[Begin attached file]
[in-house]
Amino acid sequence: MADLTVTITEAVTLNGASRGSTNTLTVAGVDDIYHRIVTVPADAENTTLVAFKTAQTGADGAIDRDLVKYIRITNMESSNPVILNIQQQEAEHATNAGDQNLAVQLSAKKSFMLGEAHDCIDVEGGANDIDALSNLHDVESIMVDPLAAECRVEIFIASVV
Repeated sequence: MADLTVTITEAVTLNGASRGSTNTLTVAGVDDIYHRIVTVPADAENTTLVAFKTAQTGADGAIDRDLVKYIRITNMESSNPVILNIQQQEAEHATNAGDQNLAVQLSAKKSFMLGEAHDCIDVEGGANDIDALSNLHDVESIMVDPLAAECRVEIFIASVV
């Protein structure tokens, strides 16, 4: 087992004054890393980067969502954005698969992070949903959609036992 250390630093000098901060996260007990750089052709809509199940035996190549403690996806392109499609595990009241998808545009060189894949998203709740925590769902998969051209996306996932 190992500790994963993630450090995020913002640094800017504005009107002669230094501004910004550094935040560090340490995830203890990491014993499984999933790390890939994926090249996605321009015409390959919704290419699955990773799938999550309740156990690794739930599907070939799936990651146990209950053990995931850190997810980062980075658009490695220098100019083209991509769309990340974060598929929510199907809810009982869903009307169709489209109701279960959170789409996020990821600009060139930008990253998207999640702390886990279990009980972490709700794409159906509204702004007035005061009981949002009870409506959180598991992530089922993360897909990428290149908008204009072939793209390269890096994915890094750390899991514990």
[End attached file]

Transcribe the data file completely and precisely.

[in-house]
Amino acid sequence: MADLTVTITEAVTLNGASRGSTNTLTVAGVDDIYHRIVTVPADAENTTLVAFKTAQTGADGAIDRDLVKYIRITNMESSNPVILNIQQQEAEHATNAGDQNLAVQLSAKKSFMLGEAHDCIDVEGGANDIDALSNLHDVESIMVDPLAAECRVEIFIASVV
Repeated sequence: MADLTVTITEAVTLNGASRGSTNTLTVAGVDDIYHRIVTVPADAENTTLVAFKTAQTGADGAIDRDLVKYIRITNMESSNPVILNIQQQEAEHATNAGDQNLAVQLSAKKSFMLGEAHDCIDVEGGANDIDALSNLHDVESIMVDPLAAECRVEIFIASVV
């Protein structure tokens, strides 16, 4: 087992004054890393980067969502954005698969992070949903959609036992 250390630093000098901060996260007990750089052709809509199940035996190549403690996806392109499609595990009241998808545009060189894949998203709740925590769902998969051209996306996932 190992500790994963993630450090995020913002640094800017504005009107002669230094501004910004550094935040560090340490995830203890990491014993499984999933790390890939994926090249996605321009015409390959919704290419699955990773799938999550309740156990690794739930599907070939799936990651146990209950053990995931850190997810980062980075658009490695220098100019083209991509769309990340974060598929929510199907809810009982869903009307169709489209109701279960959170789409996020990821600009060139930008990253998207999640702390886990279990009980972490709700794409159906509204702004007035005061009981949002009870409506959180598991992530089922993360897909990428290149908008204009072939793209390269890096994915890094750390899991514990």